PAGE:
Paper+Digital Prototyping for Mobile Games

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Recently, I had the privilege of taking part in a usability workshop at General Assembly in downtown LA. GA covered the importance and process of building out a paper prototype and then had us break out into groups and produce a testable prototype within two hours. I learned that working on paper when building prototypes (as opposed to using digital mediums to build out wireframes or mockups) is just incredibly efficient and low-risk.

After completing the workshop, I rushed home to put my new skills to the test. I’ve been conceptualizing a new mobile video game for my animated series, Type Zero, and thought it’d be the perfect guinea pig to test it out on.

The game is a combination of strategy, puzzle & fighting. My challenge was to build an easy to understand interface that would seamlessly tie the three game modes into one another without the need of tutorial messaging.

First step, I defined the user flow that I would be mocking up.

The user goes from:
The Matchup Screen, to the Battle Arena, to selecting their rock/paper/scissors moves. Then it breaks into one of two flows (offense or defense) which consists of executing or countering a round attacks depending on the previous round’s results. Once the fighting round is over, health damage is dealt and the user is taken back to the rock/paper/scissors round where they repeat the flow above until one of the fighters health reaches zero.

Taking inspiration from popular games, I defined the interaction design. To help the user feel familiar with the interface, we decided to use the same perspective Pokemon does in its battles. And to help the user understand their next steps through context, we decided to go with an overlay menu system that doesn’t remove the user from their vital battle information. I sketched these screens out on loose leaf paper.

Here’s the cool part. Instead of drawing each of the screens on a new piece of paper, I drew the different elements on their own cut-out piece of paper to be later placed on a paper device for testing. I drew all the different states for the health gauges, offensive menus, defensive menus and overlays.

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The advantages gained from this step are:
1. It’s really easy to iterate on the design.
2. The prototype you produce will be interactive and offer almost all of the same value as a digital interactive flow.
3. You use less paper and ink compared to printing and that’s just awesome.

Finally, I was so excited to show my colleagues the progress I’d made that I found myself doing a rough usability test within thirty minutes of completing the paper prototype. Basically, while moderating the test (and without leading the subject), I would move and switch out paper elements as the user interacted. Since we’re manually manipulating the prototype (a role cleverly named “the computer”), this part takes a little bit more time but delivers nearly the same value as digital. The only thing I can think of that isn’t realistic is the transition time between screens.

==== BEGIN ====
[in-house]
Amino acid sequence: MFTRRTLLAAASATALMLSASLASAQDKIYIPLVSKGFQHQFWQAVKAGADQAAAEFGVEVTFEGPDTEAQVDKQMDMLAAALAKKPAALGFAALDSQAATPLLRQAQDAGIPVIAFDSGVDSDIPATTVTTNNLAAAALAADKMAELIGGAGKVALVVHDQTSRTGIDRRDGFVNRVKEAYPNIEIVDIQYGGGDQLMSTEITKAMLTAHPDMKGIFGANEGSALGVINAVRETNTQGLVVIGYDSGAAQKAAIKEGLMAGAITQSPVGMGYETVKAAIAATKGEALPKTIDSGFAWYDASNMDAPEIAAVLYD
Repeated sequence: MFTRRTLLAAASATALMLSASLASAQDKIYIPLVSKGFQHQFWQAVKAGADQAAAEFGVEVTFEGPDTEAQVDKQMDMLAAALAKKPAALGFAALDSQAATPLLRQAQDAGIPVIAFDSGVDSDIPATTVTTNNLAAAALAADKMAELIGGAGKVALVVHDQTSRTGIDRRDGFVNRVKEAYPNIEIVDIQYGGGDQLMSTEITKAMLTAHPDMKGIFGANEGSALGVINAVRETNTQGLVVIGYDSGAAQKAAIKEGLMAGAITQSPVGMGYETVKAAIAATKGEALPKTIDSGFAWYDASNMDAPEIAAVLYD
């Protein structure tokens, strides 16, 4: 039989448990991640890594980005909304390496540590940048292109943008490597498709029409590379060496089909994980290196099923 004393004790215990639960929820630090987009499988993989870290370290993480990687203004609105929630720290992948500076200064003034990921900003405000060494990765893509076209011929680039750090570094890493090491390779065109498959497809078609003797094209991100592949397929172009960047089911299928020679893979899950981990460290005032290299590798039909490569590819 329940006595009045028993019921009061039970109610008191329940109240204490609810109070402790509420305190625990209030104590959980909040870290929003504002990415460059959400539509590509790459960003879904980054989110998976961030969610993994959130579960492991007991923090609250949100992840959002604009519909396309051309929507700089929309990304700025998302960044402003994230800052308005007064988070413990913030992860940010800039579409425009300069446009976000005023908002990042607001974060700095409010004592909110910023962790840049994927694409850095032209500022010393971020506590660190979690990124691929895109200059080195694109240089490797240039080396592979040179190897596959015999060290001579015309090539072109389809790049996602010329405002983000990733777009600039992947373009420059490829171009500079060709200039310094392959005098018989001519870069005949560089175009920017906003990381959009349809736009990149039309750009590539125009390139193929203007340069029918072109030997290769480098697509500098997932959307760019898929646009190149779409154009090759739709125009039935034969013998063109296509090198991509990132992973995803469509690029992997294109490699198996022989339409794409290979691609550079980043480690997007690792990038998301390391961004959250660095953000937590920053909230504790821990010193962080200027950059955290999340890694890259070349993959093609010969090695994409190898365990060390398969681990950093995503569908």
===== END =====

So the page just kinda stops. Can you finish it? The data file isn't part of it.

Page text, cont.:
A few things that were confirmed at this phase:
1. The user understood the matchup screen and how to start the game.
2. The user understood the relationship between their menu and the character on the screen.
3. The user understood the in-battle gauges
4. The user understood the different fighting mode’s requirements

After a couple “quick and dirty” usability tests on the paper prototype, I learned very quickly that the mobile game prototype was strong enough to give a try in the next phase. I took no time to mock the sketches up in my favorite design program of the moment, Sketch 3. Got a little carried away in the digital design phase (as usual) and added some layout/color and some fighter animations. Then I stringed together the mockups in a linear user flow using my favorite digital prototyping tool, Principal. Once completed, this prototype that would be comprehensive enough to describe the game to a potential player, developer or investor.

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As a result, I was able to recruit new developers, and move our team into the next phase which is asset creation and usermap rest of the secondary app functions. I friggin’ love what paper prototyping offers. You should give it a try on your next project!

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